B.C. Finance Minister Katrine Conroy brought down a recession-geared budget Tuesday that is heavy on social spending and public sector pay increases, and projects deficits for at least three more years.
“This year’s budget improves health care, builds more homes, helps with rising costs and ensures our communities are safe,” Conroy said.
The budget anticipates a slowing economy and falling revenues from taxes and natural resources.
Apart from the annual 15 per cent increase in carbon taxes, there are no new taxes or major tax increases in this year’s budget.
Nor are there any major tax breaks, although heavy industry in B.C. may welcome a new output-based pricing mechanism for carbon taxes previewed in the budget, and schedule to take effect in 2024.
Business leaders did not expect any tax breaks in this year’s budget, but had hoped the government would at least consider moving the threshold up for employers required to pay the employee health tax. However, there is no change to the employer health tax, which replaced the previous Medical Services Plan (MSP) and shifted the burden for the health care premiums onto employers.
The budget is heavily focused on spending for health care, housing and social programs. It contains $1.4 billion in new operating and capital spending this year. It includes a long-promised $400 renter’s rebate.
The government plans to spend $81.2 billion in 2023-24, but raise only $77.7 billion, leaving a $4.2 billion shortfall. The budget projects deficits for the next three years – starting at $4.2 billion for 2023-24 and declining to $3 billion in 2025-26.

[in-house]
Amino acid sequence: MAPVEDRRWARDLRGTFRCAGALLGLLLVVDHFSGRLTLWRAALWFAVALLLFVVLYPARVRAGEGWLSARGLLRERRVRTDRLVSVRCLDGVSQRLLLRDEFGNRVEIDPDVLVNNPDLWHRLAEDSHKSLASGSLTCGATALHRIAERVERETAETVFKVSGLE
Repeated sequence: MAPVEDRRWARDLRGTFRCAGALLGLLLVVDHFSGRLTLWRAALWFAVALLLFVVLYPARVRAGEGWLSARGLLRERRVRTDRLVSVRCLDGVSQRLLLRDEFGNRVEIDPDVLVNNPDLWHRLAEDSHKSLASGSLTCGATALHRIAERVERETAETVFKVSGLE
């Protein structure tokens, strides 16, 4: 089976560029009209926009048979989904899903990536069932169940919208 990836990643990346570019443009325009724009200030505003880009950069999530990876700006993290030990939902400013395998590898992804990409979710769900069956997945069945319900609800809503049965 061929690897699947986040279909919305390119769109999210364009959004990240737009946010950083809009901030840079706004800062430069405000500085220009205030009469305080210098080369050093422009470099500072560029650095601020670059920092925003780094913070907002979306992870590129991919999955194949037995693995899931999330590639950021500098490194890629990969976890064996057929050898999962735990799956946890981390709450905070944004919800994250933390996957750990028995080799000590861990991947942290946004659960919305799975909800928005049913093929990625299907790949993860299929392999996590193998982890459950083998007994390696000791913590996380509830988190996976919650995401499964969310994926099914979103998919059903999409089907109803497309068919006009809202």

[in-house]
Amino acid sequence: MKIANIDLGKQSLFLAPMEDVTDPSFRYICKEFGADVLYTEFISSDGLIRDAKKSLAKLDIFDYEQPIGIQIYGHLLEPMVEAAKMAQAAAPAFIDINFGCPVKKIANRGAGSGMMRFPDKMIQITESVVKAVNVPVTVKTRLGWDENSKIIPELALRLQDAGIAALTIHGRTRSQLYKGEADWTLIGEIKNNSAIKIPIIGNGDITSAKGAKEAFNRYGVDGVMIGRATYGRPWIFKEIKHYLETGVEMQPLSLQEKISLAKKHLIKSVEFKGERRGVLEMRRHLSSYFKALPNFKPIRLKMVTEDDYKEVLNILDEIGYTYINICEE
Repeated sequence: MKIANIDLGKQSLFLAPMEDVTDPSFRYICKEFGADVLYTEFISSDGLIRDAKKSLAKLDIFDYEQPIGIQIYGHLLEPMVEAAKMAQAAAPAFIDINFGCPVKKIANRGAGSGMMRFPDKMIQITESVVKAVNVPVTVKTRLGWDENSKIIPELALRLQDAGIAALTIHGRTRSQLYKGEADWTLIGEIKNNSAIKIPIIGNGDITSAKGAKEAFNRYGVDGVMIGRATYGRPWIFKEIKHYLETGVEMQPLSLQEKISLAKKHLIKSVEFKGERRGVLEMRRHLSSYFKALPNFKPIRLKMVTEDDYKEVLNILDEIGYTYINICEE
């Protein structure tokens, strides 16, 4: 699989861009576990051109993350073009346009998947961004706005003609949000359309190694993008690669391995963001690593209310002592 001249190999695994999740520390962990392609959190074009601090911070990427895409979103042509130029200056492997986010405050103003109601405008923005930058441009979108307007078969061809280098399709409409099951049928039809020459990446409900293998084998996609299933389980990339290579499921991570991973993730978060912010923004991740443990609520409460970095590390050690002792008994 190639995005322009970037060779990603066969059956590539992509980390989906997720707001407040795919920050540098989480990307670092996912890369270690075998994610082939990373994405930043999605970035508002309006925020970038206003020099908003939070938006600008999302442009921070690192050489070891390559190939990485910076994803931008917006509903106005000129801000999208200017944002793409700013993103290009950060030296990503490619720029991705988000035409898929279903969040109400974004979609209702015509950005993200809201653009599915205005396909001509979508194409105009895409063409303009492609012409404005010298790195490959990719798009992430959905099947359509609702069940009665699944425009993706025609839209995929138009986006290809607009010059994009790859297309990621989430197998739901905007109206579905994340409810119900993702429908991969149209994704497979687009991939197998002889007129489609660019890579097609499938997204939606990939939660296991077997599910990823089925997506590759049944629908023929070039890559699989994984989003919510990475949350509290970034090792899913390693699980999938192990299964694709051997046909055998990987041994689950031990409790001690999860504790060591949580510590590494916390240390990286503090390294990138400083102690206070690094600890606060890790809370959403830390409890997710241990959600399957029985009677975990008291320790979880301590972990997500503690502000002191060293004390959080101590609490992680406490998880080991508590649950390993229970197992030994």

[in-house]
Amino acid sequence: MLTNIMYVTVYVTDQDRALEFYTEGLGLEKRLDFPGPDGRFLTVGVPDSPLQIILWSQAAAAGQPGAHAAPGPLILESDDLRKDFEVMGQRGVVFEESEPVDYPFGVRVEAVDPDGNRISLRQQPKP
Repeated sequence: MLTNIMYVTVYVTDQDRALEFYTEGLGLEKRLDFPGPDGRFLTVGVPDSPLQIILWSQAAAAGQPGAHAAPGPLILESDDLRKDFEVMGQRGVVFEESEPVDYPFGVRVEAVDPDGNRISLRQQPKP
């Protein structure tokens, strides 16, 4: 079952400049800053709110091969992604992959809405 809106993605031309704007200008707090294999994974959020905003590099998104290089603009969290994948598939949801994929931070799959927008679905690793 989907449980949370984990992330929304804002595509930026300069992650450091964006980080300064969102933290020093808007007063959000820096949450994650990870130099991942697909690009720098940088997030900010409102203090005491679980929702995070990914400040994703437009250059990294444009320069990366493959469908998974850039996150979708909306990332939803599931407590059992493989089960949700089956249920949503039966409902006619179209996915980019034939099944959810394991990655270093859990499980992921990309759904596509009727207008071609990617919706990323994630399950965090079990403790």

Business groups have been urging fiscal restraint, saying increased public spending in inflationary times is at odds with the Bank of Canada’s attempts to cool inflation with interest rate hikes.
In a scrum with reporters prior to her budget speech, Conroy defended her plan to continue to spend more than the government takes in for at least three more years.
“I think we’ve proven during the pandemic that we can incur deficits by supporting people, but we still have a strong economy,” Conroy said. “It’s just not the right time to start making cuts.”
Capital spending will increase by $10 billion over the previous budget to $37.5 billion over three years.
A $5.7 billion surplus forecast in the second quarterly financial update has been whittled down to $3.6 billion, thanks to new spending announced recently by Premier David Eby, including a $500 million rental protection fund and a second round of “affordability” credits that will cost $500 million.
Any unspent funds from the surplus at the end of the year will go to paying down the provincial debt, which is expected to grow from $63.7 billion in 2022 to $75.6 billion in 2023-24 – a debt Conroy said “remains manageable.”
Taxpayer supported debt is forecast to hit $99.4 billion by 2025-26, which would put the province’s debt-to-GDP ratio at 23 per cent.